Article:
It rained all night, and with the campground right on the banks of the Virgin River, I kept waking up thinking we might be swept away in a flash flood. But no worries, nothing happened. Our shuttle driver (into the park) told us that the river had only risen a few feet overnight and that they have a complete monitoring system with all the warning bells and whistles. It had only happened once where the river rose over 20 feet and washed away the wall protecting the campground, but they had plenty of advance warning and moved everyone to safety.

Once we arrived at the park, we embarked on the Watchman Trail, where we walked about 3 miles and 400 feet in elevation to some amazing panoramic views of Zion Canyon. Along the hike we saw a family of bighorn sheep up on a ridge. They kicked a few small boulders our way then went galloping down the ridge, across the trail and toward the other side of the mountain. It was really cool to see and I wish I could have gotten my camera out before they disappeared. A ranger on the trail told us later that we were lucky to see them because they rarely come onto the trail side of the mountain.

Watchman Trail


Afterward, we took the shuttle to Zion Lodge and enjoyed some pizza and beer at their outdoor cafe. During lunch, a big piece of the mountain cliff next to the lodge broke loose and crashed nearby causing lots of gasps and oohs and aahs. Once again, the camera wasn't fast enough! After lunch, I ambled down the Lower Emerald Pool Trail across from the lodge while Maggie stayed and watched the horseback riders head out. Just past the waterfalls at the lower pool, the trail to the upper pool was closed due to a big rock slide. The pool and the Virgin River were far from "emerald" or clear because of all the rain overnight.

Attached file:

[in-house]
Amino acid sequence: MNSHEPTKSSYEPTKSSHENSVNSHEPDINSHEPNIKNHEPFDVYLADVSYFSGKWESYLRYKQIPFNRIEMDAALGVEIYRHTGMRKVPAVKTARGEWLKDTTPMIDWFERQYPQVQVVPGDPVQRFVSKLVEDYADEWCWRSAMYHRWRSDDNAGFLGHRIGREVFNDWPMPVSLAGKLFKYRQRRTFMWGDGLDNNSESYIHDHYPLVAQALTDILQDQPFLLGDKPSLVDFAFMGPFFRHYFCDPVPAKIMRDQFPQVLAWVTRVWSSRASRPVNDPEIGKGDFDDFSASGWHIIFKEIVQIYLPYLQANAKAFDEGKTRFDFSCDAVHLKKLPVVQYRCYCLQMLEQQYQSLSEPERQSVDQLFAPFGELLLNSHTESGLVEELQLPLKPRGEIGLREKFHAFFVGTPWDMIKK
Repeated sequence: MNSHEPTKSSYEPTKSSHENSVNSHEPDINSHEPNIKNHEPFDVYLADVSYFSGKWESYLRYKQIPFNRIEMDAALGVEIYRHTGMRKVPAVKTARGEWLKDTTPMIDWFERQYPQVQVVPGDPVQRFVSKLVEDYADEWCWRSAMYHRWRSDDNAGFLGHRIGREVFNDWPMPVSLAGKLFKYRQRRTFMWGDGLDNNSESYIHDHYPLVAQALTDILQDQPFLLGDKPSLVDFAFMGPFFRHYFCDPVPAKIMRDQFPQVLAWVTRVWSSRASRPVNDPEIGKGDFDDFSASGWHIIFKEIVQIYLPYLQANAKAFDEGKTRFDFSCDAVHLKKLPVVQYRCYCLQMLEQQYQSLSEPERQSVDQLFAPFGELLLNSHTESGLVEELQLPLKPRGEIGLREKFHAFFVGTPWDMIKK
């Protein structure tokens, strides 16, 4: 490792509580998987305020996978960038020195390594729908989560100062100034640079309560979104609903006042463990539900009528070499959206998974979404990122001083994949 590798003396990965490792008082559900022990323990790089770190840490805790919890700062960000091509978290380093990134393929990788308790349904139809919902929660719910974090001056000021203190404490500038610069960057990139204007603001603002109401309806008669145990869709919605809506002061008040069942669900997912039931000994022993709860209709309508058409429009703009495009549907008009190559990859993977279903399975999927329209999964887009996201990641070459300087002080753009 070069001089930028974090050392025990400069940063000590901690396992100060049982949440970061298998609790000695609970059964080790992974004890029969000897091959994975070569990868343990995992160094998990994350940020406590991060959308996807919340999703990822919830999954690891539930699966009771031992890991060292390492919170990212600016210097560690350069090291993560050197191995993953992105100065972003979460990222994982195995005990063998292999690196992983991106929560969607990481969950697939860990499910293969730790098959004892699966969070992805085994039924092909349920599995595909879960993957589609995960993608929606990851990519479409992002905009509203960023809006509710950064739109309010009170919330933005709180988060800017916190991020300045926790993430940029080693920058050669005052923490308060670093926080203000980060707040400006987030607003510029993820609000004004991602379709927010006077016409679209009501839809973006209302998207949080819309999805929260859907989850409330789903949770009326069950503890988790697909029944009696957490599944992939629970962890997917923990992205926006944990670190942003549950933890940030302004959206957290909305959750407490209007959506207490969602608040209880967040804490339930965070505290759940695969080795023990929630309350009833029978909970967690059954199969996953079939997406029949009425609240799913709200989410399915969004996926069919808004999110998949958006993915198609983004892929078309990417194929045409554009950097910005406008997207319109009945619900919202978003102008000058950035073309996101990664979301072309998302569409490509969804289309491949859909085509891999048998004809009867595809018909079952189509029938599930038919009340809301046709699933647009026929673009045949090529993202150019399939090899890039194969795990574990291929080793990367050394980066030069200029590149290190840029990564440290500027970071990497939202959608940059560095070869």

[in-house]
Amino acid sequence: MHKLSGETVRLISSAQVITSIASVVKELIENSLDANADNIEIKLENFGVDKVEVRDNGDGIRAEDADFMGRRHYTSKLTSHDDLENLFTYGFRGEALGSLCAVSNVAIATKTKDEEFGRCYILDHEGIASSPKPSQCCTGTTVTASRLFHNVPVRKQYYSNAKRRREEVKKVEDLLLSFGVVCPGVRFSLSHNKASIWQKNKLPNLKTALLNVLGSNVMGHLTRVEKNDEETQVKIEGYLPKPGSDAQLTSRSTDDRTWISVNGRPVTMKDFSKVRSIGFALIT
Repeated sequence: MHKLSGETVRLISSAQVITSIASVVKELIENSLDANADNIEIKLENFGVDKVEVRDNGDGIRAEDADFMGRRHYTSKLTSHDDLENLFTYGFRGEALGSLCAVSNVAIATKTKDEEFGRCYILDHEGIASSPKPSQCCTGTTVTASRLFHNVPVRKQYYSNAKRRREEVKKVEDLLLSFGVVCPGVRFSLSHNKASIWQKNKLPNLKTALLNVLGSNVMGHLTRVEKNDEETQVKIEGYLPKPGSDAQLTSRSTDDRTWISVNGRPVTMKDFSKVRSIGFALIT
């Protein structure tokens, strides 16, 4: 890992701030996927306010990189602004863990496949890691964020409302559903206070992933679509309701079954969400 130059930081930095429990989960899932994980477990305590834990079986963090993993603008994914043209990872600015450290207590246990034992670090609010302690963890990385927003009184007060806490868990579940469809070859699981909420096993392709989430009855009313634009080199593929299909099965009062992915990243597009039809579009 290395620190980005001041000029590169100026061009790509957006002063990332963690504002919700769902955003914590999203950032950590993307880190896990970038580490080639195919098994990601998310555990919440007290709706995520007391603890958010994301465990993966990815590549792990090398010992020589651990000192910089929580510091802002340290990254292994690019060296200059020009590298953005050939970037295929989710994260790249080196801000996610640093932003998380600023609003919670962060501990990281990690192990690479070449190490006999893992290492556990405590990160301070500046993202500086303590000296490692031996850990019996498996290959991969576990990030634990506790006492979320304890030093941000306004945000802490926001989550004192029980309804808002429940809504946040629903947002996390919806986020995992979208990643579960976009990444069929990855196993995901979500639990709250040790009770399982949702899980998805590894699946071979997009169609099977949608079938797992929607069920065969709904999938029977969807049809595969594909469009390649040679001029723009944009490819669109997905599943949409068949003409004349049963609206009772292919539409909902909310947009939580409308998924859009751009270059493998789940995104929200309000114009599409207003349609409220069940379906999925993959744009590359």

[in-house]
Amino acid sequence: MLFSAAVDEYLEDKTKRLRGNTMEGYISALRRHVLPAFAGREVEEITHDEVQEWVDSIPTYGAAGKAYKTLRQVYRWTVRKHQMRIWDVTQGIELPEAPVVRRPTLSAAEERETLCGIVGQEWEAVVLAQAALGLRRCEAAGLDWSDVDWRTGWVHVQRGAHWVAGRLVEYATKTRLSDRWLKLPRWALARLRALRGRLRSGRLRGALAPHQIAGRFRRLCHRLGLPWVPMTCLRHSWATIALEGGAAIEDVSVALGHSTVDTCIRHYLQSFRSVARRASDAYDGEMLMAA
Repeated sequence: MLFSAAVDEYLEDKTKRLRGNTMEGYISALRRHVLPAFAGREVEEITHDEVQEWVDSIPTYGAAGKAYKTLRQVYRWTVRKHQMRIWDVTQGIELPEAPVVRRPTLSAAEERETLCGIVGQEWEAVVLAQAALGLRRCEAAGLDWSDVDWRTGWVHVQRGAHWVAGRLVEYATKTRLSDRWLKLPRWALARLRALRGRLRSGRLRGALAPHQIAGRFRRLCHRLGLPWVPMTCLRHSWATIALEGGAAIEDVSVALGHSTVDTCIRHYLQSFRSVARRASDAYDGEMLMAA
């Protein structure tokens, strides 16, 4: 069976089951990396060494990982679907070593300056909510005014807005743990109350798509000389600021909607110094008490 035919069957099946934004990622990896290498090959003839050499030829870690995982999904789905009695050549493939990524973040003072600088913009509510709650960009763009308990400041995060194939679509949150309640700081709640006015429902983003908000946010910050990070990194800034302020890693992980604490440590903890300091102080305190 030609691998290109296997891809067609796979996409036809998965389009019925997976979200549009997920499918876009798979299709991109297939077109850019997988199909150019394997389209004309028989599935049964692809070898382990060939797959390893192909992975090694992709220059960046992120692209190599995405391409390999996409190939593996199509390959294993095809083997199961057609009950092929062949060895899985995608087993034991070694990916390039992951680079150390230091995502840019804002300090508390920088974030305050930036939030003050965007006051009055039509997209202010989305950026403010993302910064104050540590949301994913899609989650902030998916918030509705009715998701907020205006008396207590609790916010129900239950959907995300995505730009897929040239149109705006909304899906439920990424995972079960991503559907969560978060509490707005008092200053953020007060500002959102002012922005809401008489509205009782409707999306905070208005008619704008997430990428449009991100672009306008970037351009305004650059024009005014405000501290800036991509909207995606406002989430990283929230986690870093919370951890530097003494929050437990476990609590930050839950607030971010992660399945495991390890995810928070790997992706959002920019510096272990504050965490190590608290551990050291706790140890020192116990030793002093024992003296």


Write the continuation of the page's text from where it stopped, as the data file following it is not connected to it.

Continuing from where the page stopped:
Lower Emerald Pool Trail


Campground Review

We really liked this VERY NICE campground. Their free shuttle service to the park was handy for folks like us who don't tow a car. We wish they would consider changing their dog policy though, because most pit bulls, etc. are very nice, harmless dogs. It's just bad owners that ruin it for the rest of us.

We picked up Deacca (who had a great time without us, apparently - would definitely recommend the boarder-very nice folks) and headed to Red Rock Canyon National Conservation Area outside Las Vegas, Nevada.

Posted by travelswitz 09:39 Comments (0)

Red Rock Canyon

National Conservation Area - Las Vegas, NV

overcast 62 °F